Memento Mori: life and death in Western art, from skulls to still lifes

Pieter Claesz, Still Life with a Skull and a Writing Quill, 1628. Courtesy of the Metropolitan Museum of Art. Pieter Claesz, Still Life with a Skull and a Writer's Feather, 1628.

We have all heard the phrase "nothing lasts forever" is a saying about the fleeting nature of life, reminding us of our mortality, although most cultures today find discussion of death disturbing, it does not always been the case.

Exterior panel by Jan Gossaet, Diptyque de Carondelet, 1517.


Throughout history, especially in times of conflict, people have been encouraged to think about death and its meaning. In medieval Europe, when plagues abounded, a particular philosophy prevailed, which asked people to meditate on objects that reminded them of life and death. Memento mori, which means "remember you are going to die", may seem morbid to some, but it was a discipline that was held in high regard.

This practice required people to detach themselves from their earthly goods and luxuries. The fleeting nature of these vanity objects was juxtaposed with the immortality of the soul and the idea that energy should be put to the service of the afterlife. Of course, like many philosophies of the time, this resulted in a rich artistic imagery that is now commonplace.

Adriaen van Utrecht, Still Life of Vanitas with Flowers and Skull, 1642.

The symbolism of Memento Mori
Artists have long been fascinated by this stoic philosophy, using the dark teachings as a springboard for their art. In fact, the art of the skull, which certainly has its origins in the memento mori, continues to be a popular aesthetic niche. The skulls, skeletons and winged skulls have all been used as powerful reminders that we will all leave this earth at some point. Skulls are in fact the most common symbol in the art of memento mori and are the classic symbol of mortality.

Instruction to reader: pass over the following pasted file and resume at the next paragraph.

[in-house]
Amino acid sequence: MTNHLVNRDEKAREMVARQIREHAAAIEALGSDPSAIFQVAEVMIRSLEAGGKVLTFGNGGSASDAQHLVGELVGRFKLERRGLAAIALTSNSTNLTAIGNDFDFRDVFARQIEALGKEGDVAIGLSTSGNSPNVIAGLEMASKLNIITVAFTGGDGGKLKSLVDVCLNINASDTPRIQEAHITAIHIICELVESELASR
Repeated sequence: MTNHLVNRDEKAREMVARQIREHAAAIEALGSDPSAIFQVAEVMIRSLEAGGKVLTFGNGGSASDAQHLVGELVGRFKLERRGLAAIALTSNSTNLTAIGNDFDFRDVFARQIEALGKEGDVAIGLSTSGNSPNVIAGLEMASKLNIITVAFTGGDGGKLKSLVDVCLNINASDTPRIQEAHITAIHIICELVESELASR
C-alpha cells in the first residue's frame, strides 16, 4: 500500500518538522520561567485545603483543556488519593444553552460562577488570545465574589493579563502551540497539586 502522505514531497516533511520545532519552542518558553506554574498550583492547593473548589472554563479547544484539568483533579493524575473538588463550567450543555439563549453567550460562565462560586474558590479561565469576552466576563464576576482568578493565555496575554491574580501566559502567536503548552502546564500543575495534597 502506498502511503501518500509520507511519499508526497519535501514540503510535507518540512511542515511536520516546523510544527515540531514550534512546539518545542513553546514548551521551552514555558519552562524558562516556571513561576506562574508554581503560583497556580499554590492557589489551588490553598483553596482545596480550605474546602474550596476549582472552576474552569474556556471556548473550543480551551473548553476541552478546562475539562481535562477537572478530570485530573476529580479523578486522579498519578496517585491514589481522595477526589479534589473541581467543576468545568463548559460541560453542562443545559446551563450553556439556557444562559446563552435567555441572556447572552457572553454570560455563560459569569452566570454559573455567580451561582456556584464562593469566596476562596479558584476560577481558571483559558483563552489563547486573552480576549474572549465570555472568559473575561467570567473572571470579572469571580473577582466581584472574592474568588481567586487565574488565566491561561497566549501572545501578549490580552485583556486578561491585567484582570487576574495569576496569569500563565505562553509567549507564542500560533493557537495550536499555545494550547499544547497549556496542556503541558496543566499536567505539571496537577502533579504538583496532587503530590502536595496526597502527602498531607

Instantly recognizable, they are also used far beyond Western Europe. In Mexico, the Día de los Muertos, or "Day of the Dead", is one of the most famous celebrations where the iconography of the skulls is used to pay homage to those who died. From an artistic point of view, Albrecht Dürer, Vincent van Gogh and Pablo Picasso are just a few of the artists who use skull imagery to make important artistic statements.


Carved wooden vanities, South Germany, 17th and 18th centuries.

However, skulls are not the only symbols used to express the memento mori. Throughout the history of Western art, artists have used various metaphors to symbolize the fragility of life. In the Netherlands, in particular, still life painting was used to explore these concepts. Throughout the 16th and 17th centuries, these paintings were often called vanitas (Latin for "vanity"). They used symbols like rotten fruit, musical instruments, watches, hourglasses and bubbles to show decay and the fleeting nature of life.


Harmen Steenwijck, Vanity with skull, books and fruit 1630





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